Akshit Pushkarna

Digital publishers weigh AI's promise against plagiarism concerns

Digital publishers discuss AI's role in mass content creation, stressing human oversight for text and image-based content.

Since ChatGPT took the digital space by a storm in 2021, artificial intelligence, as a concept, has been thrust into the forefront of our lives. It isn't uncommon to see AI creep into our social media feeds regularly one way or the other.

As a result, many AI tools for content creation, that is, text-to-image designing, have garnered considerable attention. While AI-generated content often breaks the internet, it also raises concerns about the potential displacement of human jobs. These concerns cast a shadow over the realm of AI tools.

Within the digital realm, the question arises: Do news publishers also see AI in a negative light? This pertinent question took centre stage at the recent DigiPub conference.

The discussion, titled ‘The opportunities offered by AI’, was moderated by Shubho Sengupta, head- marketing and communications, Karmayogi Bharat.

Deepak Ajwani, editor, The Economic Times Digital, and AVP, Times Internet, sees AI as an opportunity contingent on whether publishers believe in it and subsequently, train their workforces for it.

"There's content for the masses and then there's content for the classes. That's our agenda at ET. AI tools have the potential to help us cater to the needs of the masses at half the cost that traditional processes can ," he shares.

Kartik Malhotra, executive editor - business vertical, News9 Plus & News9 Live Stream (a news subscription-based OTT media service owned by TV9 group) asserts that AI tools offer the potential to accomplish specific tasks at a fraction of conventional costs.

TV9, for instance, employs AI anchors to read scripts generated by AI text tools. Moreover, AI tools aid in crafting social media posts from TV9's news reports.

Ajwani also believes that AI can be utilised to ensure that the operation of commodity content creation runs smoothly, enabling individuals to ascend the value chain and explore more ‘exotic’ content. Thus, AI tools, rather than displacing personnel, have the potential to liberate human resources.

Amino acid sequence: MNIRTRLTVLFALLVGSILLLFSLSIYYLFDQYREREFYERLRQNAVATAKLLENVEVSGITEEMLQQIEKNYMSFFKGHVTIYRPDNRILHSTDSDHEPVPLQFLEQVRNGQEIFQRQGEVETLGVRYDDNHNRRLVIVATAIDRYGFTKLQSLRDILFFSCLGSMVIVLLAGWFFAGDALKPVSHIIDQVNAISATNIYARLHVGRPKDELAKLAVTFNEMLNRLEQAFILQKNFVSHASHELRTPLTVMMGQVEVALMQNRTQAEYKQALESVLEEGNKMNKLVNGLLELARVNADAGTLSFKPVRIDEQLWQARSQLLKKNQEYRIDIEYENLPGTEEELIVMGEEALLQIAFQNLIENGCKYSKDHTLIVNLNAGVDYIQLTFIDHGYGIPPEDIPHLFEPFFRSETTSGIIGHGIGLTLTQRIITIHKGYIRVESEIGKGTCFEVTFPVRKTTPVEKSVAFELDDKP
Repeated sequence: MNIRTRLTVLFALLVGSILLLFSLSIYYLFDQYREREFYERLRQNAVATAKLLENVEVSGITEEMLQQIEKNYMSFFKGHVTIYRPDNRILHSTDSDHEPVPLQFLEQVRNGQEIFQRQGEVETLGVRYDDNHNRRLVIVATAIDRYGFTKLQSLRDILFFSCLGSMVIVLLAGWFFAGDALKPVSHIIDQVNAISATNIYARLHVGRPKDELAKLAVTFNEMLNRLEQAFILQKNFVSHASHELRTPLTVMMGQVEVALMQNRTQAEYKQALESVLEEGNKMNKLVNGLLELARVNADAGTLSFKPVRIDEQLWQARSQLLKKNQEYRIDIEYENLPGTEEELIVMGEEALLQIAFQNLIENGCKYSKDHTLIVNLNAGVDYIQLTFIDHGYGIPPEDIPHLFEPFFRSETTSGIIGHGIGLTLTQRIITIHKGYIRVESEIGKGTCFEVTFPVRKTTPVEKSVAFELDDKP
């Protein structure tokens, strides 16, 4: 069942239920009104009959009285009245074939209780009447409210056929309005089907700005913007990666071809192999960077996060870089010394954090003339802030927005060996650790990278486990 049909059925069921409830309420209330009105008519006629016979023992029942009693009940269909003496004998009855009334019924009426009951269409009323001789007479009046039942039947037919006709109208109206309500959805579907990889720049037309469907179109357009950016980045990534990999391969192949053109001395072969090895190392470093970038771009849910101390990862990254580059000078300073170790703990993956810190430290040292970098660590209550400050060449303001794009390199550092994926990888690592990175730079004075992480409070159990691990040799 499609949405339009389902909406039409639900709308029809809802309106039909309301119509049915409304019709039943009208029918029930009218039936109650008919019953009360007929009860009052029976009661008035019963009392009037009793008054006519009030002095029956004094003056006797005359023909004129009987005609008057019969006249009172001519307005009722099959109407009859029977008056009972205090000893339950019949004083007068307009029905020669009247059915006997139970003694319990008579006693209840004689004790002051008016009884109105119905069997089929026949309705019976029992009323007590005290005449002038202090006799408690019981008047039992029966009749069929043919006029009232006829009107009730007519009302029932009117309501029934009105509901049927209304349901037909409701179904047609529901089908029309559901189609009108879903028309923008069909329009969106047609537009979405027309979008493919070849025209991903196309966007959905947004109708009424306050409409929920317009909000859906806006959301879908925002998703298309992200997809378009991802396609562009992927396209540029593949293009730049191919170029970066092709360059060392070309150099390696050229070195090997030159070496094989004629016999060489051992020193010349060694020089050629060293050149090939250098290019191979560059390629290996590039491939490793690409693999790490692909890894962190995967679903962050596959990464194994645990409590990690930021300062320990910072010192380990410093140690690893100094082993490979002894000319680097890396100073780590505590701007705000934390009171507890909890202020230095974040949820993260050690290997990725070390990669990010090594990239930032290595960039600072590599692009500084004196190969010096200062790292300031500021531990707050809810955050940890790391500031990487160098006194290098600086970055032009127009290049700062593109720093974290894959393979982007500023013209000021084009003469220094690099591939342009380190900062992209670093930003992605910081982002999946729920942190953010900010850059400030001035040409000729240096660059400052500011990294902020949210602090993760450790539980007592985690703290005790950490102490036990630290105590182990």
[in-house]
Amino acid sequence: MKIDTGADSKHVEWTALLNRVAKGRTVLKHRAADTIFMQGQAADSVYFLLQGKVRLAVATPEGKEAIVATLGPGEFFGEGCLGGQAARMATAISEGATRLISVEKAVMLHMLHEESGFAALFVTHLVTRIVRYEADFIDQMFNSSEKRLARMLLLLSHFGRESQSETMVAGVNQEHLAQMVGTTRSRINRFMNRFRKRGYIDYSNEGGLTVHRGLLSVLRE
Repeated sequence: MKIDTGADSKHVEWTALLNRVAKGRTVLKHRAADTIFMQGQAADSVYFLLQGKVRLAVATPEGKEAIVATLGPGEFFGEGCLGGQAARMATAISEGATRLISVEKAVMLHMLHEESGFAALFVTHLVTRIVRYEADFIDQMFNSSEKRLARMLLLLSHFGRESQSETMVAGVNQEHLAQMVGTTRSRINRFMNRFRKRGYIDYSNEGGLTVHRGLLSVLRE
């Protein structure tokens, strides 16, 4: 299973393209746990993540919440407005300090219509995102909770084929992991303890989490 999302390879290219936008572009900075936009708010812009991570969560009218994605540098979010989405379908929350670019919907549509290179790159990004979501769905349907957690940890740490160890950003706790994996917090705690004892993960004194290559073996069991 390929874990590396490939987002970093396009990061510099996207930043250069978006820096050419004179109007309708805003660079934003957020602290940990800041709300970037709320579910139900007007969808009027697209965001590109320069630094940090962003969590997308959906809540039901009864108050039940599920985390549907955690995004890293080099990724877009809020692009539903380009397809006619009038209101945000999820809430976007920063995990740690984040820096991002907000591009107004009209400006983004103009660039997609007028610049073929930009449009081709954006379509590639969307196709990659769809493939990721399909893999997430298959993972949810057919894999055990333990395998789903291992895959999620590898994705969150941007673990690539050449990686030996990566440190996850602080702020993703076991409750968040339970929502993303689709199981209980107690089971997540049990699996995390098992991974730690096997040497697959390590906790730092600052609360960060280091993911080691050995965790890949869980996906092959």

Prasanna Singh, director and group editor, Green Pursuits, underscores the manifold benefits AI tools confer upon smaller publishers that typically operate with lean teams.

He explains, "Finding talent is not an easy task for smaller publishers. AI, as it helps avoid the hassle of finding the right talent, is a very welcome addition. We are currently experimenting with Nvidia, which can help me reduce the costs that setting up a studio for video content will entail."

"We are also experimenting with image-generation tools. These can help us bypass certain limitations of our designers. Further, IPR is a huge issue these days and stock images can also be costly."

Given its diverse array of applications, the experts suggest that AI's development still holds untapped potential for digital publications.

Also Read: Why are Indian digital news publishers wary of Google's new A.I. search?

Malhotra points out that there is a necessity to regulate the interface of AI within the digital space. While it may offer valuable data to one publisher, it might be posing a plagiarism threat to another.

Due to this potential malice, The New York Times updated its terms of service (TOS) to prohibit AI companies from scraping its articles and images to train AI models. Other companies may also follow suit soon.

To counteract this plagiarism risk, Ajwani advocates the implementation of human guardrails around AI. He emphasises the importance of tempering AI's capabilities to safeguard originality. Thus, talent must be trained to keep vigil whenever interfacing with AI tools for content creation. 

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